A Visceral Melodrama About Latino Gangs and Illegal Immigrants
Writer-director Cary Fukunaga makes an impressive feature film debut with the Spanish-language Sin Nombre (2009), which won awards at Sundance for direction and cinematography. The movie is both beautiful and gritty, and it is not in any way small, involving a large cast and crew, as well as a number of striking locations. The film indelibly etches in viewers' minds the image of desperate people riding through Mexico atop northbound freight trains.
As background to Sin Nombre, it helps to know that the Mara Salvatrucha is a powerful gang that has become internationally established. Headquartered in LA, the Mara has tentacles reaching from Toronto to Virginia to Honduras, and the movie depicts a clan in Mexico. The clan leader, Lil' Mago, is one of the scariest guys you'll ever see. A key character in the story is Casper, a gang member who's about 18. Also, there's Smiley, a 12-year-old who is brutally beaten as part of his initiation into the Mara. Then he and Casper murder a captured rival, whose corpse is fed to dogs.
The third key character is the teenage girl Sayra, who sets out from her home in Honduras to travel through Mexico and enter the US illegally. About 40 minutes into the film, the story kicks into gear when Sayra and Casper meet and go on the run together, heading for the Texas border. The journey is harrowing, but ends with an act of redemption.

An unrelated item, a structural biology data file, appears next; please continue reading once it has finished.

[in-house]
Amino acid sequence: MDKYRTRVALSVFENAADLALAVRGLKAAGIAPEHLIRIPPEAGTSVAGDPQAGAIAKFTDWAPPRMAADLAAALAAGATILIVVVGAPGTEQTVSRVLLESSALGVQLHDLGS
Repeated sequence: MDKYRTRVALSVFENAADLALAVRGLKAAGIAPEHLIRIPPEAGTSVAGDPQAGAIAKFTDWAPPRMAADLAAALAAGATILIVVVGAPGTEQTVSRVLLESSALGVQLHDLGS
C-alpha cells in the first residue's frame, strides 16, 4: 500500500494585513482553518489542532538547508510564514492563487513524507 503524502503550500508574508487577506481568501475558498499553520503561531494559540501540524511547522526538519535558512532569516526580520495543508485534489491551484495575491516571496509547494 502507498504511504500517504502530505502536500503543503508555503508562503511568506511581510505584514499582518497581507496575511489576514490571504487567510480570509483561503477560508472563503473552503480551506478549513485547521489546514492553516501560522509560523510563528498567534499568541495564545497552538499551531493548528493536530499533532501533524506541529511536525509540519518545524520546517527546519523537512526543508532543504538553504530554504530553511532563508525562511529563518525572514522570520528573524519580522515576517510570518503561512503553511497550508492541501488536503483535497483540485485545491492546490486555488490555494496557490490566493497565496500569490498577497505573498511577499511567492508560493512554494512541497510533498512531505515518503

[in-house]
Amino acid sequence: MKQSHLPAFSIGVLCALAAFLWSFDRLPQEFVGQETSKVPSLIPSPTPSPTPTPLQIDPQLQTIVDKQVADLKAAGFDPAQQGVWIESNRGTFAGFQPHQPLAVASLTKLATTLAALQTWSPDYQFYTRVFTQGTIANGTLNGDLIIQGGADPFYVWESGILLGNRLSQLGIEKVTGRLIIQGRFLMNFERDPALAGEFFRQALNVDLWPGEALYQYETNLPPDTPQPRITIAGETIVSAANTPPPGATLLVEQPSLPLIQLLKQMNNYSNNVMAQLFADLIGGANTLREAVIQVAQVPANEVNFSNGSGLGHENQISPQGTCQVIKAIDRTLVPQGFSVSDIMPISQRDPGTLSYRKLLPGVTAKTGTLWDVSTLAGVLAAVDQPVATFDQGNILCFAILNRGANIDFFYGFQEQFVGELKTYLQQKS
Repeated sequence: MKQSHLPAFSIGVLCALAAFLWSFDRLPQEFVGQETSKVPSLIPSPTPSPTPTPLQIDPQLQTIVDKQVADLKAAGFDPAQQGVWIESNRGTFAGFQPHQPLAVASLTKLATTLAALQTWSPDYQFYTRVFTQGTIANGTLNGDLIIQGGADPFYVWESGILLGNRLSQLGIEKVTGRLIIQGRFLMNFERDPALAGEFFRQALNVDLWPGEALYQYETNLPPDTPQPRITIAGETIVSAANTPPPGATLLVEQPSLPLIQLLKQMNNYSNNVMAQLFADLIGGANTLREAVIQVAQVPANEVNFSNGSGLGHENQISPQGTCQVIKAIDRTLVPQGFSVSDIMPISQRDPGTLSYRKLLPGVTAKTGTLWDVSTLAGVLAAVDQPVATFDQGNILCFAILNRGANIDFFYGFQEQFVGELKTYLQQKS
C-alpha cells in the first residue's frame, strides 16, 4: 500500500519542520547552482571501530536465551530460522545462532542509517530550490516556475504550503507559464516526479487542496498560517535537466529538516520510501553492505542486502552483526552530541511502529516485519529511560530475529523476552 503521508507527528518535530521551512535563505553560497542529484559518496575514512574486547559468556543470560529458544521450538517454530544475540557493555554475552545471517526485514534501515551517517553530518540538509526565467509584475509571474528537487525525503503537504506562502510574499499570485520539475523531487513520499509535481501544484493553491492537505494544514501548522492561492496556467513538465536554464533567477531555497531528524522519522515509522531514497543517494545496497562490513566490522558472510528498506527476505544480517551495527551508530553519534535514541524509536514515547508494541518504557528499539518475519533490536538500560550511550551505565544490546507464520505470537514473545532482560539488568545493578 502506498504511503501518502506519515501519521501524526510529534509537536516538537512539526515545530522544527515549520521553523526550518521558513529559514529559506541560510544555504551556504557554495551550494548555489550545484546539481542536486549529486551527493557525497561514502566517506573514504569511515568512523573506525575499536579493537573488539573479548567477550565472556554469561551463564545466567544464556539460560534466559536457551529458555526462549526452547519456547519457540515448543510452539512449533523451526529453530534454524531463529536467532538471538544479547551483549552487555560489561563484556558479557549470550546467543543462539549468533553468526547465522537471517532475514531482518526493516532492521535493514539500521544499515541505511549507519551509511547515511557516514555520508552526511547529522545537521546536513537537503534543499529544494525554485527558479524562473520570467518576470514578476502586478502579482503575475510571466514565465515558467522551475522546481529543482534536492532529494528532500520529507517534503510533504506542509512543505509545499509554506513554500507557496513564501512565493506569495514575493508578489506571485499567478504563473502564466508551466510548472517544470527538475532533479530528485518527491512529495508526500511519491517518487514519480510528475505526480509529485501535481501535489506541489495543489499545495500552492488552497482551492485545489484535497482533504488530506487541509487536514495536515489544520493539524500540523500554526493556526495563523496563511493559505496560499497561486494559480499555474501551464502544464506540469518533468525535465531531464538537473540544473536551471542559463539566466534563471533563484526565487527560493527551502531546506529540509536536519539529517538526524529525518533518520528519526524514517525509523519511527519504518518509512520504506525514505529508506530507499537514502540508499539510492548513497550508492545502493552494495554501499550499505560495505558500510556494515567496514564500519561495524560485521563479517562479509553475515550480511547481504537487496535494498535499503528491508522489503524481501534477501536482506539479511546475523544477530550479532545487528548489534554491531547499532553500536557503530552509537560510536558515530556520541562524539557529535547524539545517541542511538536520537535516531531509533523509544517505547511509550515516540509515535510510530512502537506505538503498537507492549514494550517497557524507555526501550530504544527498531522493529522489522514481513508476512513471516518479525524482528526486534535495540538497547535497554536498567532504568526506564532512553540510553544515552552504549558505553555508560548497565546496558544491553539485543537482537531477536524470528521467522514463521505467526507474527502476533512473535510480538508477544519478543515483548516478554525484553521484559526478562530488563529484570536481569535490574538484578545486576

The plot mechanics are sometimes too obvious here, and the development of the character Casper lacks subtlety. But Fukunaga has a flair for the visual, and he is gifted at choosing the right details.
Audio Commentary and Deleted Scenes
The Sin Nombre DVD provides a worthwhile feature-length English-language audio commentary by writer-director Cary Fukunaga and producer Amy Kaufman. They state that the tattoos were all fake and were removed daily so as not to risk the actors being attacked by real-life gang members. Fukunaga says he spent four and a half years on the film, and in preparing for it he rode the trains with the immigrants, but he was pulled off by authorities before he got to the mountain tunnel shown in the movie. He and Kaufman talk about using hundreds of extras, many of whom were real-life immigrants in transit. They mention that the actress who played Sayra and the boy who portrayed Smiley had lots of telenovela experience, but the young man who played Casper was hired off the street. Five days of shooting were done on actual boxcars, and there were serious safety concerns, particularly because the boxcars were moving in several scenes.
The only other DVD bonus material is a group of 13 deleted scenes with a total runtime of 10 minutes. Watching these doesn't particularly enhance the viewer's enjoyment or understanding of the feature film.
Below I have listed all the details for the DVD containing Sin Nombre.
Release Date: September 1, 2009
Feature Film Runtime: 1 hour 35 minutes
MPAA Rating: R for Violence, Language and Some Sexual Content
Aspect Ratio 2.35:1, Color
Spanish 5.1 Dolby Digital
English Captions for the Deaf and Hard of Hearing
Audio Commentary by Writer/Director and Producer
Deleted Scenes (13 scenes, total runtime = 10 min.)